The City Bakery: French Routes, American Pastries

by Megha Dharia


View of City Bakery from Level 2

Maury Rubin discovered a passion for baking while on vacation in France. A pastry course that he took purely for fun quickly turned baking into an obsession that lead Rubin to establish The City Bakery, a popular eatery near Union Square.

High ceilings, the buzz of an energetic crowd, and the smell of hot coffee greet customers as they enter the City Bakery located at 5th Avenue and 18th Street. Famous for its homemade marshmallows and pretzel croissants, City Bakery has expanded to a cafeteria-style eatery, serving hot lunches, salads, and soups, side-by-side elegant French-style pastries.

Rubin stayed in France and spent a year as an apprentice as a couple of bakeries in France. When he returned to New York he became disillusioned by the quality of pastries sold in New York City bakeries .

“I went to every bakery in New York City and like the first ten days I was here, I was like a maniac about it. And I thought like wow. This is like…I mean at first I was just totally disappointed because I was really excited to eat great pastries. I was sort of shocked and appalled and disappointed. But then I was like, ‘Wait a second, I can do this better.’ So I started working on the bakery,” Rubin said.

Established in 1990, City Bakery brought an unique business model to the bakery business, focusing on sourcing his raw materials to local farmer’s market, using organic foods, and working with seasonal menus.

“What I wanted to do with a bakery was attach it to a farmer’s market, number one, because the other thing about those other bakeries, you went in to buy a fruit tart at any one of those bakeries, the fruit came out of a can, there was just no way that the fruit wasn’t processed food. So the first thing was using a farmer’s market as a fresh, totally fresh supply–inconsistent also, which was from an operational point of view difficult, but from a quality of food point of view, fabulous.” Rubin says.

City Bakery’s unusual business model came with a consequence; the business wasn’t making any money. The bakery industry was harder to break into than Rubin anticipated. In the first few years, City Bakery garnished a good reputation and saw a steady crowd. The unique pastries as well as the affordably priced lunches were bringing in customers. Rubin was spending 18-19 hours a day in the bakery yet, they weren’t turning in a profit. It was in his fourth year in business that Rubin decided to spend a little less time creating pastries and a little more time focused on being a small businessman. His efforts paid off as the bakery quickly outgrew the building it resided in.

After eleven years at East 17th Street, City Bakery moved to its current location on West 18th Street. The change was significant.


The original City Bakery at East 17th Street

“We went from 28 seats to 128 seats. We went from 1 level to 2 levels,” Rubin said.

A tradition that Rubin continued in his new location was baking the pastries on the premises like many diners and cafeterias across New York done back in the day. The dough is mixed and prepared at a nearby kitchen before being brought to City Bakery’s location.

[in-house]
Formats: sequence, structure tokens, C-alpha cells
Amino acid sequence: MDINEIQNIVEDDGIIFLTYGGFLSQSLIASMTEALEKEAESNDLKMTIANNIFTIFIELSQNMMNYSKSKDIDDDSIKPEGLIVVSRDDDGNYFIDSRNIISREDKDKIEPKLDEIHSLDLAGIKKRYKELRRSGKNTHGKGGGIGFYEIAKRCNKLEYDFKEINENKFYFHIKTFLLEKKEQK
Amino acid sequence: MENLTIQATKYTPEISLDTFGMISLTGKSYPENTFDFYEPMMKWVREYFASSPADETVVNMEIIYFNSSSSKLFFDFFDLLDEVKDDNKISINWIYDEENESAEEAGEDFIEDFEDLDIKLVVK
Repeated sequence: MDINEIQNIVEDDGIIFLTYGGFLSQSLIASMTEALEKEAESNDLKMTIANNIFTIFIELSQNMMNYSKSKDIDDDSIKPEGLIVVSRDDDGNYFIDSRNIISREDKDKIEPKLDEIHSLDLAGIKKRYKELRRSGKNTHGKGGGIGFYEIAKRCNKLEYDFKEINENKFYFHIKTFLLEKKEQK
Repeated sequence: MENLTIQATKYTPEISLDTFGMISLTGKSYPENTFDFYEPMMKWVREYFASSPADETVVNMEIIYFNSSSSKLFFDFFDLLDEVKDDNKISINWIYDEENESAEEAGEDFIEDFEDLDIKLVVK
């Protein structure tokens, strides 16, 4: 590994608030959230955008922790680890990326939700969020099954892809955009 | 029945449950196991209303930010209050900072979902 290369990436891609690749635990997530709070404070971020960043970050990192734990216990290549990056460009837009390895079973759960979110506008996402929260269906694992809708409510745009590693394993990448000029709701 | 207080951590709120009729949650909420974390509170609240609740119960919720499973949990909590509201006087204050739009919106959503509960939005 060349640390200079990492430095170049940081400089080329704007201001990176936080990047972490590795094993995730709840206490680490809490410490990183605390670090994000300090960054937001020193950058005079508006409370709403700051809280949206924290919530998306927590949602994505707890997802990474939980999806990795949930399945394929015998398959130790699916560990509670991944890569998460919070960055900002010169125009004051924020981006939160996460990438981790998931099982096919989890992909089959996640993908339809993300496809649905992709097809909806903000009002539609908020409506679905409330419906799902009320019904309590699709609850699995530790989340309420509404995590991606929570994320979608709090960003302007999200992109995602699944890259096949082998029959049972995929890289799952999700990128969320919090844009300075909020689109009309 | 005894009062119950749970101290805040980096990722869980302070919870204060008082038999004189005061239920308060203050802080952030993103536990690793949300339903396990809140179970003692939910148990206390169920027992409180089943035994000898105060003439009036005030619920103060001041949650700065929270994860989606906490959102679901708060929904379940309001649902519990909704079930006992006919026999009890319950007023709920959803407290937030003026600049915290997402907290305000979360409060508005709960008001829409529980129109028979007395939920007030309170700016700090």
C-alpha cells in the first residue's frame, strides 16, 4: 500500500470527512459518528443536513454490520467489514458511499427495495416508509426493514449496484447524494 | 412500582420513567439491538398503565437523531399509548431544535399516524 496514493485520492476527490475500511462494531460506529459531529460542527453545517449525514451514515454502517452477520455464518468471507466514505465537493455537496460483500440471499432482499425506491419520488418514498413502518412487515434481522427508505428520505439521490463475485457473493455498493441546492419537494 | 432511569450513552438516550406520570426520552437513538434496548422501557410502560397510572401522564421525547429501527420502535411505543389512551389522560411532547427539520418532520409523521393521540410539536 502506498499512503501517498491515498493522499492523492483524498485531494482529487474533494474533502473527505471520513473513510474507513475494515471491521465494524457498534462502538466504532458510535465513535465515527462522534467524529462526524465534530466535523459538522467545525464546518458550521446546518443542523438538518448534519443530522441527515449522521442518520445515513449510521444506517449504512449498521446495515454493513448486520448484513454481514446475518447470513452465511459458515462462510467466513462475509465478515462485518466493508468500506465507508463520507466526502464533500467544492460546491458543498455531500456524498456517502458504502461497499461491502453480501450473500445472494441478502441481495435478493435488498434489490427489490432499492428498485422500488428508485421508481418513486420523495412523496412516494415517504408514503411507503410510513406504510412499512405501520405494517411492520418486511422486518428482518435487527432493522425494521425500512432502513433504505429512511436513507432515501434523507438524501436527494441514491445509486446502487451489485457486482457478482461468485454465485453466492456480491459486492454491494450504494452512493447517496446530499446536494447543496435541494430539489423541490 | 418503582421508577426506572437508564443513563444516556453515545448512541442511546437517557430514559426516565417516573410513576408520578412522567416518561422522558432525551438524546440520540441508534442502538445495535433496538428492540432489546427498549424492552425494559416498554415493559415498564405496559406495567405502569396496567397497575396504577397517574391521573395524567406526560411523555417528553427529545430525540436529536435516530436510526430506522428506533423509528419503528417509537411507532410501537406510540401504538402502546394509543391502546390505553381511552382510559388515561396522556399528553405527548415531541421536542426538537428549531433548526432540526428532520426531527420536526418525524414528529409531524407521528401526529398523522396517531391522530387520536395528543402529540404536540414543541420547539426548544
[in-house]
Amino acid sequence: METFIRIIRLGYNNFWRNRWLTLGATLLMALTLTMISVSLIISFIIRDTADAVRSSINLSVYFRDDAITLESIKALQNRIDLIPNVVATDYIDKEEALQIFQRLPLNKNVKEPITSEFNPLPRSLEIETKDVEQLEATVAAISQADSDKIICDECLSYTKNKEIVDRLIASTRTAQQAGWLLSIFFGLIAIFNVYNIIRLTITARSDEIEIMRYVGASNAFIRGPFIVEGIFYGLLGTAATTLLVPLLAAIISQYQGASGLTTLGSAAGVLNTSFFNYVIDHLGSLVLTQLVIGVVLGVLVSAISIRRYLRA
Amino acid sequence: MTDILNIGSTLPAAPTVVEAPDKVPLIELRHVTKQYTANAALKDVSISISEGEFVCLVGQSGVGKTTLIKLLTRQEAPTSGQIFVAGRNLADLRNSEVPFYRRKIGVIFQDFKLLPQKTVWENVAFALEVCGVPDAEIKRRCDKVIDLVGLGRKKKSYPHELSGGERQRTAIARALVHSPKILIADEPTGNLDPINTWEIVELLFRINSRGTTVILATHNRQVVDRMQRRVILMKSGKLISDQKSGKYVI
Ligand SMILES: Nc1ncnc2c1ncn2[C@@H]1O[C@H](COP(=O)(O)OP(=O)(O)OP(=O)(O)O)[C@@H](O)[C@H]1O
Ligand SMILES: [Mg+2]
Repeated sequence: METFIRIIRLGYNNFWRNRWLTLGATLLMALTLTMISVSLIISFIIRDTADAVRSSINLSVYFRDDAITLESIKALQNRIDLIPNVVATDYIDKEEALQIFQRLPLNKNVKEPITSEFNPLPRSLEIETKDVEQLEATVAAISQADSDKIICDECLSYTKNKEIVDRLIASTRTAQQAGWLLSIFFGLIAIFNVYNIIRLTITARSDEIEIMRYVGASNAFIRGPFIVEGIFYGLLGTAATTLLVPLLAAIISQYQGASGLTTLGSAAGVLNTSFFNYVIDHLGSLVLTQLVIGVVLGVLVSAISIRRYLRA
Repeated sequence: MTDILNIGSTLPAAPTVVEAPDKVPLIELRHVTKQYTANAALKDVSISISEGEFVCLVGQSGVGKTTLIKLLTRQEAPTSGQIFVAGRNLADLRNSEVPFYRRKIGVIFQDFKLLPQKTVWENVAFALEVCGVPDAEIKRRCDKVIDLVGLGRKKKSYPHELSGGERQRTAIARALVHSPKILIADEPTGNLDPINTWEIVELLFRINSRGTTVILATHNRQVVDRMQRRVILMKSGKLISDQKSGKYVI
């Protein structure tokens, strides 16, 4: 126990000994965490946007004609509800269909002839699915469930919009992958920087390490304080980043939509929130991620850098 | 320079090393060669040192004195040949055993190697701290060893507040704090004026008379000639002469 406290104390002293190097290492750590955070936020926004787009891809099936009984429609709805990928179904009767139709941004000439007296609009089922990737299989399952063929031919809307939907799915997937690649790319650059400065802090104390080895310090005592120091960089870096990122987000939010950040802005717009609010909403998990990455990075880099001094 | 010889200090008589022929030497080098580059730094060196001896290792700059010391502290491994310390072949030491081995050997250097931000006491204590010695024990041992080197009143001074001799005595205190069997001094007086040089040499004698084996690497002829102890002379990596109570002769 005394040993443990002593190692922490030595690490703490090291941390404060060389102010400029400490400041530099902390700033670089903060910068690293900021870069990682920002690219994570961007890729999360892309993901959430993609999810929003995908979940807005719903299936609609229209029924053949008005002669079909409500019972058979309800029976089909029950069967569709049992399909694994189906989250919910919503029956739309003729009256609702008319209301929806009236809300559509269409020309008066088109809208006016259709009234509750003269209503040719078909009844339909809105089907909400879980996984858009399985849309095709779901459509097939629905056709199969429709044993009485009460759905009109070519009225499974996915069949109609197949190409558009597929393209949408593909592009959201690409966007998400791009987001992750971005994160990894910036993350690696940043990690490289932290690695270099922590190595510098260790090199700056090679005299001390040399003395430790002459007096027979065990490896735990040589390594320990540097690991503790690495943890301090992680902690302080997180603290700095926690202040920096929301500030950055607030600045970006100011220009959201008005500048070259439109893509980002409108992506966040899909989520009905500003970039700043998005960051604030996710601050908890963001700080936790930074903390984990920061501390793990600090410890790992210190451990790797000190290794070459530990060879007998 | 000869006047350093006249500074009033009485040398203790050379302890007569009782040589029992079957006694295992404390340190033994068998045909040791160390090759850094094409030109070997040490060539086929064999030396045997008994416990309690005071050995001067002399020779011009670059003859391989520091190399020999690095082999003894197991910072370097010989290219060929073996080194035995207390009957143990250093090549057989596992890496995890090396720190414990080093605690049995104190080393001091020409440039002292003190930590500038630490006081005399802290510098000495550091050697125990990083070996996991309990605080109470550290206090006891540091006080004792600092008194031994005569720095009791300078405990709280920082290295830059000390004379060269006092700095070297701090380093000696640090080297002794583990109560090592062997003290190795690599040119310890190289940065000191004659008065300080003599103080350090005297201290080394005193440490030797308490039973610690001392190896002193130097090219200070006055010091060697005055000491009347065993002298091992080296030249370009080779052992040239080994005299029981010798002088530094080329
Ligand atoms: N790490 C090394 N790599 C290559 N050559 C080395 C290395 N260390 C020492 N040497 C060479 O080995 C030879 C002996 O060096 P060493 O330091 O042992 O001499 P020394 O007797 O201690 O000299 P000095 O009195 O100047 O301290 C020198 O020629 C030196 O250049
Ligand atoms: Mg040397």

“We actually still bring it here and then bake it here. We make everything literally right down the street. City Bakery is 3 West 18th Street and we mix our doughs at 18 West 18th Street. So we’re about 100 feet down the street,” Rubin said.

After ten years of working hands-on in the kitchen, Rubin now spends time overseeing quality control and developing creative pastries to introduce to his bakery. He has passed on the skills he learned in France to a new generation of pastry chefs.

“Our pastry kitchen is really, you know I think it’s one of the most special parts of what the bakery has, has been through the years because the way the French taught me I taught other people in New York,” Rubin says.

City Bakery even hosts a Hot Chocolate Festival. Rubin started the festival after he noticed that the month of February was very quiet for business. The following year he decided to invite customers to try out different flavors of hot chocolate such as banana peel hot chocolate and bourbon hot chocolate. The customers loved it and so a festival was born.

Twenty-four years after it first opened City Bakery has become a popular local and tourist destination. On a typical Saturday the bakery sees around 2500-3000 customers and nearly 40% of them are international tourists from various countries in Europe, Canada, Brazil, and especially Japan, according to Rubin.

With such a large far-reaching clientele, it’s no surprise that City Bakery sells an average of a 1000 cookies a day and nearly 600 cups of hot chocolate a day, during the winter.

Passion for pastries and a strong work ethic have brought a great deal of success for Rubin. City Bakery has grown to into an organization with over 100 employees and two locations in Japan. Rubin has also started an “eco-friendly” chain bakery called Birdbath with locations across Manhattan.

Now, the hardest question Rubin faces is when to retire. After more than two decades of working unbelievably long hours, Rubin says that he is exhausted and wonders often about who would be a worthy successor to take over City Bakery. Yet, while he ponders over that question, there is one thing Rubin is sure about, “it’s sort of the greatest thing that I can say about the bakery and just in one quick thought is that the bakery belongs to New York City.”




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